Twice the fun in Jamaica with more immersive experiences

Although Jamaica has five highly diverse cruise ports, cruise lines have traditionally only visited one per itinerary. William Tatham tells Michele Witthaus how that’s set to change as several cruise lines plan double calls

Twice the fun in Jamaica with more immersive experiences
Adventurous cruise guests visiting Ocho Rios can climb Dunn’s River Falls and enjoy ziplining over the waterfall and rainforest canopy

There are many good reasons for cruise ships to visit the island of Jamaica more than once in an itinerary, says William Tatham, vice president of cruise shipping and marina operations for the Port Authority of Jamaica.

Montego Bay offers homeporting and port of call opportunities for most of the biggest cruise lines and is the gateway to the famous beaches of Negril and the rum estates of the South Coast. Meanwhile, the Port of Falmouth’s joint venture with Royal Caribbean Group, which opened in 2010, has tailor-made facilities for very large ships; Ocho Rios, the “crown” of the island, gives access to some of the island’s most renowned natural attractions; the boutique cruise port of Port Antonio combines glimpses of history and Hollywood; and the new Port Royal is of archeological importance due to a preserved underwater city that sank during a catastrophic earthquake in 1692. The latter port is also close to Kingston, the birthplace of reggae music, which is where Bob Marley grew up, making it a major attraction for many cruise guests.

“Because of the size of the island, Jamaica tends to be very different in its makeup,” says Tatham. “The small port of Port Antonio in the northeast is the lushest part of the island with rain forests, rivers and waterfalls, and smaller cove type beaches – in fact, the latest James Bond film was filmed there.”

Ocho Rios boasts the nearby famous waterfalls of Dunns River Falls, as well as Mystic Mountain, which has a bobsled that goes through the rainforest, and Dolphin Cove, where guests can swim with dolphins.

In contrast, “Falmouth is built for the very big ships and there’s a lot to be seen, such as Green Grotto Caves, where slaves hid after running away, and where the Spanish hid when they were leaving Jamaica after the British invaded,” says Tatham.

Port Royal, the newest of the Jamaican ports, is “probably the most historic location in the Caribbean”, says Tatham. “That’s why when we developed the cruise port, we selected an area that didn’t need to be dredged so we would protect the sunken city. We also implemented the Western Hemisphere’s first Seawalk system, which is used in the fjords of Norway and Sweden. The dock actually floats out and meets the ship.”

With so much to choose from, there is strong interest from cruise lines in taking up the offer of two calls per itinerary. Tatham explains: “Crystal Cruises and Holland America Line both are going to be doing double calls, so they will be in one of our North Coast call ports the day before, and then the next day they’re going to be coming into Port Royal. We’re very focused on being able to deliver a unique experience in both of those ports of call. I think that once they’ve had that experience, we’re going to see a lot more cruise lines doing the same.”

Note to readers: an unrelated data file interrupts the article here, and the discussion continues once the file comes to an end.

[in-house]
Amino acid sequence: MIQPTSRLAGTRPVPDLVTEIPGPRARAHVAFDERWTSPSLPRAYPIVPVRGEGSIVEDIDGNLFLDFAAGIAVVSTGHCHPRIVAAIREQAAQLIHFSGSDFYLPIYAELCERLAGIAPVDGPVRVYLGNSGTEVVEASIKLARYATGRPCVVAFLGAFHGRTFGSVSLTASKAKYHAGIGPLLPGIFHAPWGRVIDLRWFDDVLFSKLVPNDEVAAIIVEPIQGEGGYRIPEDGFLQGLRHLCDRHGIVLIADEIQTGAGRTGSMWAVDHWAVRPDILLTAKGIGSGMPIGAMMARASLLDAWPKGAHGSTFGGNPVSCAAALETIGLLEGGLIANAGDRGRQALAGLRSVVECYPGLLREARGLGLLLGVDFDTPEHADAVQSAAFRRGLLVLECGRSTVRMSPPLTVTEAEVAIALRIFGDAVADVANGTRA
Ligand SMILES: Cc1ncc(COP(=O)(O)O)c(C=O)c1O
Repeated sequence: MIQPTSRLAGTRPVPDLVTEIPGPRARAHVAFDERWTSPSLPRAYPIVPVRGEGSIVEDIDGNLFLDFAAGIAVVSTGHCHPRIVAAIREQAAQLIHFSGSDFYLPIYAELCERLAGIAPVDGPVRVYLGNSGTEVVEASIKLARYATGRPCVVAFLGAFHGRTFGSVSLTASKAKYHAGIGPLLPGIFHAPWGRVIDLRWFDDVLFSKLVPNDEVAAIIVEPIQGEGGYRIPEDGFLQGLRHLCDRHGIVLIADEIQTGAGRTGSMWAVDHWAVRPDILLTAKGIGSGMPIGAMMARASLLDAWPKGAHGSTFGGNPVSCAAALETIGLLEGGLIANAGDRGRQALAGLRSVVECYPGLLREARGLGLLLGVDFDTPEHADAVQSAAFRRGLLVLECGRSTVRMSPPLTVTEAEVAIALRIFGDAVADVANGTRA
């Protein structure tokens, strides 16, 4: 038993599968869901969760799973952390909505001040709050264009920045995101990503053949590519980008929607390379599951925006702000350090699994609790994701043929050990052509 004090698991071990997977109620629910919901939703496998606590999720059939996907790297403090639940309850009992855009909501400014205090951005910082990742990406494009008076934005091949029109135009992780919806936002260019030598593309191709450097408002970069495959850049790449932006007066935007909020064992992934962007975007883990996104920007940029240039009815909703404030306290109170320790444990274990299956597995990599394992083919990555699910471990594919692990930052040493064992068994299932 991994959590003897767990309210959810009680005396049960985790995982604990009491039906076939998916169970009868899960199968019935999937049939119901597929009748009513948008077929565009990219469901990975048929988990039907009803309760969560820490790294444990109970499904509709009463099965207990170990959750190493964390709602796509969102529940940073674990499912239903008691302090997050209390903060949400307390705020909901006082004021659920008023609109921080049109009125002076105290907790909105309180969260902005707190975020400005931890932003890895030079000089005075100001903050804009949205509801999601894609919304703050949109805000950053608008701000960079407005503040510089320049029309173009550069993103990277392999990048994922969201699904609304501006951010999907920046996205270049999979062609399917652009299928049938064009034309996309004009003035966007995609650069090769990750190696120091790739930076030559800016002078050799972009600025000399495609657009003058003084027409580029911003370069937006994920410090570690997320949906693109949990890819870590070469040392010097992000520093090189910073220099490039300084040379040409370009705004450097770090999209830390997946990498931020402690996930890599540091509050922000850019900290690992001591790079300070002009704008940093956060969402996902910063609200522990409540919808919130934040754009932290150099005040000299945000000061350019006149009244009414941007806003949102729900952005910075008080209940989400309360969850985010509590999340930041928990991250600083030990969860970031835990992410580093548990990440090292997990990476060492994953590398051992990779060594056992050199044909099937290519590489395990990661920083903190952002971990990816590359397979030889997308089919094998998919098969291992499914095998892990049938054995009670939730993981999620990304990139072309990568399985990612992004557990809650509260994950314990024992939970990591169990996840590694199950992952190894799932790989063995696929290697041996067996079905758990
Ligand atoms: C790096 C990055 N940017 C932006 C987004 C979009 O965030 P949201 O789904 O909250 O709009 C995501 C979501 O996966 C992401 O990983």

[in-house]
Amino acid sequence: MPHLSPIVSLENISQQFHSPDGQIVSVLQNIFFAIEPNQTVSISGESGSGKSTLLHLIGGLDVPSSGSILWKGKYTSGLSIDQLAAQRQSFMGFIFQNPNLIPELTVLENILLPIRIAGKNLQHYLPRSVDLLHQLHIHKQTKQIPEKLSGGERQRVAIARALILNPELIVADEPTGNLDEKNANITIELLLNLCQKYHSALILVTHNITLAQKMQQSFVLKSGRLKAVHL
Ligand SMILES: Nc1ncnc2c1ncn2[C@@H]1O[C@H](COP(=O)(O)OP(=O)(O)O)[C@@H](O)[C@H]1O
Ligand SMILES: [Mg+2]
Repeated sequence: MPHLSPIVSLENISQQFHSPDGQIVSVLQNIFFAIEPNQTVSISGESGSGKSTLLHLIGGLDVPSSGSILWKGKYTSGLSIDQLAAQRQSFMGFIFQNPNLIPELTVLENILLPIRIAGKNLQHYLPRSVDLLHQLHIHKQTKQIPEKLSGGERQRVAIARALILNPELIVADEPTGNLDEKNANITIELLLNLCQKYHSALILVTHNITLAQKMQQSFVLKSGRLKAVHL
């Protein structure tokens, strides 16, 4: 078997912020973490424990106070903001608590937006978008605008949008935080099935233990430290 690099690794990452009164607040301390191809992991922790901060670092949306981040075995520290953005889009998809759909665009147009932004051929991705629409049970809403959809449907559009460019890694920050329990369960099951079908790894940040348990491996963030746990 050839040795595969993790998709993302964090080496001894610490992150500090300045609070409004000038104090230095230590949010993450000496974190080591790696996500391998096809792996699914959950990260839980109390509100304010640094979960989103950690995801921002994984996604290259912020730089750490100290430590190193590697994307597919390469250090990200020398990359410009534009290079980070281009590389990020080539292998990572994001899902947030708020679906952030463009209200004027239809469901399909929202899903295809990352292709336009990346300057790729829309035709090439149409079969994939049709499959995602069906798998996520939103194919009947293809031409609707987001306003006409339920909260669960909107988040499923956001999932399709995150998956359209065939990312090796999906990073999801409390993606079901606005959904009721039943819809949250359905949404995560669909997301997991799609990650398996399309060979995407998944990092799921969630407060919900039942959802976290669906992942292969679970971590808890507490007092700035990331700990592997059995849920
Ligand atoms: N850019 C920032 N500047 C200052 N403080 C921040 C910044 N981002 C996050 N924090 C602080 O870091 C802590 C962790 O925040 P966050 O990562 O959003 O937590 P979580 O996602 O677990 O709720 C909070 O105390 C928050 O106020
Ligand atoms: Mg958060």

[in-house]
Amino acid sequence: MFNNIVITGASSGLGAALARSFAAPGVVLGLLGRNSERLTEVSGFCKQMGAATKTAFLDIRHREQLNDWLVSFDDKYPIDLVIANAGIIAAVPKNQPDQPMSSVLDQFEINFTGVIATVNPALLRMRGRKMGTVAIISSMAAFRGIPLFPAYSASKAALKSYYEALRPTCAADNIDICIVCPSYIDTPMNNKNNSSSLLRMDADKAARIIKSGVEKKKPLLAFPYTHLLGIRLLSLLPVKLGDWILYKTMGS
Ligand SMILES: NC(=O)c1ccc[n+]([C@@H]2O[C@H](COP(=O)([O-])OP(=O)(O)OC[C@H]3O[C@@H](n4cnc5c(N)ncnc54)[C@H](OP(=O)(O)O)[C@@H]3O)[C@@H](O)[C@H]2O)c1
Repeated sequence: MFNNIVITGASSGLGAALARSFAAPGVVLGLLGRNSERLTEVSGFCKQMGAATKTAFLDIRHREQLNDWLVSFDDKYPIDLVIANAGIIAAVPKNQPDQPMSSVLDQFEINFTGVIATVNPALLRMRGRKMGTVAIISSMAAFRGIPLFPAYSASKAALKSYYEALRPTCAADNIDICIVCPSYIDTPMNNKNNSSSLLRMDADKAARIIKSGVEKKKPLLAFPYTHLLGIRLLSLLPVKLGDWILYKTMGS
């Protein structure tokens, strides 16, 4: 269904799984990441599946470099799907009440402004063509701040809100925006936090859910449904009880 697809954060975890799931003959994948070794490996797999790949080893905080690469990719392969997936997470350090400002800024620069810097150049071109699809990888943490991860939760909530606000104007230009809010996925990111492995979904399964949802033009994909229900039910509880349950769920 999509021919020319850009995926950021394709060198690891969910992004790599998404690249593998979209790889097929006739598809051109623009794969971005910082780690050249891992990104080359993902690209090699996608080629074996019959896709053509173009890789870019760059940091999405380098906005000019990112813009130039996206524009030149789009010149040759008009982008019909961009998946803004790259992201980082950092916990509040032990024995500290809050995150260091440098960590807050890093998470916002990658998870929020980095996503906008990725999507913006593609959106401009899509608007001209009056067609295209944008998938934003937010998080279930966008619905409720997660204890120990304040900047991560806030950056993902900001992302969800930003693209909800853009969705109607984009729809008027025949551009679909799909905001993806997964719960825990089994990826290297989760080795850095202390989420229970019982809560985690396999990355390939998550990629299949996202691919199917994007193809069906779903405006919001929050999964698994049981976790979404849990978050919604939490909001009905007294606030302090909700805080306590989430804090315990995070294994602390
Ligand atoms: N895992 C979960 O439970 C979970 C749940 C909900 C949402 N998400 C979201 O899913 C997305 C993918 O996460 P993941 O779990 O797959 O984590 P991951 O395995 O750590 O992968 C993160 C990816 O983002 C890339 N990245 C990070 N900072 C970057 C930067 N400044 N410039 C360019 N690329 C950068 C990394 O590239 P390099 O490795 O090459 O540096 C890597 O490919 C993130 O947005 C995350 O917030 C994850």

The sales pitch to the cruise lines regarding Jamaica’s many attractions, says Tatham, is: “You can mix and match these for multiple calls. There’s so much variety of offering that your guests just can’t do it all in one call. Working with us, you can deliver a very different experience for each call.”

The cruise industry in general is seeing an increase in the number of people looking for more immersive experiences than in the past, and Tatham says Jamaican ports are well equipped to make the most of this.

“We are definitely seeing more of that and that’s why we are following those trends. So, in Falmouth, which has a large collection of Georgian architecture, we’re installing storyboards for people who want to walk around and explore. We’re doing the same thing with the historical buildings in Port Royal. We’re giving visitors guide maps and we have storytellers in some of these locations.

It’s all about offering something deeper than the traditional tourist experience, says Tatham. “There will always be a customer base that wants to lie on the beach or do a thing that you can do anywhere. However, in Jamaica, we try and offer an interesting slant on these activities that you can’t get somewhere else.”

This article was first published in the 2022 issue of Cruise & Ferry Itinerary Planning. All information was correct at the time of printing, but may since have changed. 

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Michele Witthaus
By Michele Witthaus
10 January 2022

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